According to India Ratings & Research, due to the current price levels of most commodities, a significant, sustained price correction is unlikely and thus the impact of recent price correction will be limited
India Ratings & Research (Ind-Ra) said it believes that the recent commodity price correction will have a limited impact on BSE 500 corporates. Additionally, given the current price levels of most commodities, a significant, a sustained price correction is unlikely.
According to the ratings agency, crude and its derivatives, metals, coal and agri-commodities can affect Indian corporates.
Crude and its derivatives
Ind-Ra said, the combined effect of a crude price rise (in US dollar terms) and rupee depreciation shaved off 4 percentage points on an average from the EBITDA margin of the corporates which use crude derivatives. These sectors are paints, plastics and lubricants. With the average crude price declining to $103 per bbl in FY13 from $107 per barrel (bbl) in FY12, these sectors have enjoyed some benefit to their margins. However, FY14 margins are unlikely to improve over the margins in Q4FY13.
On an annualised basis, the prices of crude and metals such as aluminium, nickel and steel are not likely to decline significantly from the current levels. Indian corporates who are the buyers of such metals would receive much limited benefit from the price correction. Owing to depreciating Indian rupee and physical premium, metal buyers generally receive at best half of the price correction benefits. The capital goods sector would be the highest beneficiary of these corrections. Other metal users such as auto, auto ancillary are likely to have limited benefit.
The current price of aluminium and nickel is at or below the respective 90th percentile marginal cost of production. However, potential for further price corrections remains for some base metals such as lead/zinc, copper, prices of which are currently 8%-12% above the marginal cost of production, Ind-Ra said.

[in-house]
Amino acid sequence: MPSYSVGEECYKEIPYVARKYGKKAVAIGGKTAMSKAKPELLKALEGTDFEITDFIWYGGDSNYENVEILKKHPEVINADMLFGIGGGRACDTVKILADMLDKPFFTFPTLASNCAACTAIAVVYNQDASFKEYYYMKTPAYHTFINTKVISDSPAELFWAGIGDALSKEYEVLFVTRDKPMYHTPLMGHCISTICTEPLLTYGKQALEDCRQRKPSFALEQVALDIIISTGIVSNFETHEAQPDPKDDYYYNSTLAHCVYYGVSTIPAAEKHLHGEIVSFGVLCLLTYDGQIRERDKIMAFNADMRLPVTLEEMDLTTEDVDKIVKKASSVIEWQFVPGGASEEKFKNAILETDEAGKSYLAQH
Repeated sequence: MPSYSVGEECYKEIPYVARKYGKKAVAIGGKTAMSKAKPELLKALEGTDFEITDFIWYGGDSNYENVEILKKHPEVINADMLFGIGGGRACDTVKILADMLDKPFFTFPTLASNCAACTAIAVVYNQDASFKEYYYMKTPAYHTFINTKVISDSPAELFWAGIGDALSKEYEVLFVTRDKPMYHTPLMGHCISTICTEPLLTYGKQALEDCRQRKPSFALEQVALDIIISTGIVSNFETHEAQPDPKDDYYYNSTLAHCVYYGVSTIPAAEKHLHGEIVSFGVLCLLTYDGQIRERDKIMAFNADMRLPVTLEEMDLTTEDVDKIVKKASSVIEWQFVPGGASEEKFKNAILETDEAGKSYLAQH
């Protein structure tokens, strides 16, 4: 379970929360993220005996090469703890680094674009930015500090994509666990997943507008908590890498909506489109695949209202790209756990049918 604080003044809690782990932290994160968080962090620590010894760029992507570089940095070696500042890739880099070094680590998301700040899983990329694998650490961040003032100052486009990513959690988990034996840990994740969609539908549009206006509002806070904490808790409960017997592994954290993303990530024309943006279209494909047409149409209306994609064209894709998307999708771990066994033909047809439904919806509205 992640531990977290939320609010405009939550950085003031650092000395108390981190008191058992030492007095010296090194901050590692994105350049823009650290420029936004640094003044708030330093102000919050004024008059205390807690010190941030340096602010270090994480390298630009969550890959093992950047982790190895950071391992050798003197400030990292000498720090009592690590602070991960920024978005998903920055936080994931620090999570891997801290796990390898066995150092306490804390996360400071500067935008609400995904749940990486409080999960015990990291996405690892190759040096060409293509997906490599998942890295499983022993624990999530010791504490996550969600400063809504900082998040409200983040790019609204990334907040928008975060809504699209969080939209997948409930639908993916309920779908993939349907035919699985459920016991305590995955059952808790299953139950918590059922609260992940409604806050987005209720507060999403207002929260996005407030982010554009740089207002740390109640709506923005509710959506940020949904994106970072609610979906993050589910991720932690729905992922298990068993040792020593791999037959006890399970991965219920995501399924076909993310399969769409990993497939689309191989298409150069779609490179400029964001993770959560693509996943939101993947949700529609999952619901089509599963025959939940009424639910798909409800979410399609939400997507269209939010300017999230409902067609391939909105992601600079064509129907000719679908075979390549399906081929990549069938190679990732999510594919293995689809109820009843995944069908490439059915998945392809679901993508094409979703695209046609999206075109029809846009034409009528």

According to the ratings agency, if the Indian rupee remains stable and coal prices fall further by another $10, which is likely, the earnings before interest, taxes, depreciation and amortization (EBITDA) of power generators may expand by 14% to 16%. For cement producers, a similar fall in coal prices may translate into a saving of around Rs2 per bag.
Key agriculture-based commodities considered by Ind-Ra are foodgrain for FMCG companies, sugar and edible oil for the food processing industry, rubber for tyre manufacturers and wood pulp for paper and newsprint industries. Most agri-commodities with the exception of grains and edible oils showed a price correction during March-September 2011. However, the secondary users of these commodities could not accrue the benefits of falling raw material prices in FY12 in the face of muted demand which has increased competitive intensity.